DETROIT - The American Civil Liberties Union of Michigan has agreed to represent a Benton Harbor minister who was sentenced to 3-10 years in prison for writing a newspaper article that criticized the judge who presided over his trial. Today the ACLU filed a motion asking the Michigan Court of Appeals to release him on bond pending a decision in the appeal of the sentence.
“In a democracy the government cannot simply throw citizens in prison for criticizing public officials even if the criticism is offensive and even if the public official is a judge,” said Michigan ACLU Legal Director Michael J. Steinberg. “To our knowledge, this case marks the first time in modern history that a preacher has been imprisoned for predicting what God might do.”
Rev. Edward Pinkney is a Baptist minister in Benton Harbor, a predominantly African American community with a troubled relationship with its predominantly white sister city, St. Joseph. Rev. Pinkney has long been an outspoken community activist and advocate, frequently denouncing injustice and racial inequality in Benton Harbor, its local government, and the Berrien County criminal justice system in particular.
In 2007, Rev. Pinkney was sentenced to probation for violating Michigan election law. But his probation was revoked and he was resentenced to 3-10 years in prison solely because of an article he wrote for a small Chicago newspaper. Quoting a passage from the Bible, Rev. Pinkney predicted that God would “curse” the judge unless he "hearken[ed] unto the voice of the Lord thy God to observe [and] to do all that is right." Rev. Pinkney also expressed his opinion in the article that the judge was racist, dumb, and corrupt.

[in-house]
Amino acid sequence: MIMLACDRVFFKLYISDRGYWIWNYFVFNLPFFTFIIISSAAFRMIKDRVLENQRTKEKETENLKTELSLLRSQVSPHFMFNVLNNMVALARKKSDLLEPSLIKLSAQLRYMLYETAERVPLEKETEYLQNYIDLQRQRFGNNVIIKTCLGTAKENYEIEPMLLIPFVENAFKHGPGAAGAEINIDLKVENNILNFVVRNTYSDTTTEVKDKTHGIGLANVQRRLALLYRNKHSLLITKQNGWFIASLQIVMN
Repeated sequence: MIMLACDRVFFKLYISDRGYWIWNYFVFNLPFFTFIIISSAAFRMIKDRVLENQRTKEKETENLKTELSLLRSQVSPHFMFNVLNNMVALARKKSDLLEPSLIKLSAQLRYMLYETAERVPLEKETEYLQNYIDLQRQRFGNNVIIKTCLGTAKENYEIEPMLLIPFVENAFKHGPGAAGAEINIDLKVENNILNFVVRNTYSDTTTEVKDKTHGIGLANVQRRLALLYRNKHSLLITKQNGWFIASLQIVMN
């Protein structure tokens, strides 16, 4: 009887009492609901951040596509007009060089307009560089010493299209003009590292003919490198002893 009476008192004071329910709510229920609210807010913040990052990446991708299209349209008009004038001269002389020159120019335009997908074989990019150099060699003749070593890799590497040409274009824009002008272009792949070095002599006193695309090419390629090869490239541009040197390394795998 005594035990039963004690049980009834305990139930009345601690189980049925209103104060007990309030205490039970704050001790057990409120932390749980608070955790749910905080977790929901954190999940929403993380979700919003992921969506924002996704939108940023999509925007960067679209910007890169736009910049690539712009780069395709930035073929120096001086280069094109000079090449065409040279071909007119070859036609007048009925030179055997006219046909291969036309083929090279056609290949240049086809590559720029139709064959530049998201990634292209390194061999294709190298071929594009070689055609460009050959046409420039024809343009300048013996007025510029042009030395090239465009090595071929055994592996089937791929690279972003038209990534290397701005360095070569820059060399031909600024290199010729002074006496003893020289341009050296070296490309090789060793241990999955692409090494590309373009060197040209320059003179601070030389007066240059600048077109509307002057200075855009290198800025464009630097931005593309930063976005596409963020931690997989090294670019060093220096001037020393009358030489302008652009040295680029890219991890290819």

In the brief filed today, the ACLU argues that the statements Rev. Pinkney made in his newspaper editorial, while offensive to many, are clearly protected speech under the First Amendment. The ACLU further urged the Court of Appeals to release Rev. Pinkney on bond while it considers the appeal of his sentence. The minister is currently incarcerated at the Ojibway Correctional Facility in the Upper Pennisula, nearly 500 miles from Benton Harbor.
In addition to Steinberg, Rev. Pinkney is represented by ACLU Cooperating Attorneys James J. Walsh and Rebecca O’Reilly of the respected corporate law firm Bodman LLP.
To read Rev. Pinkney’s article, go to http://www.peoplestribune.org/PT.2007.11/PT.2007.11.18.html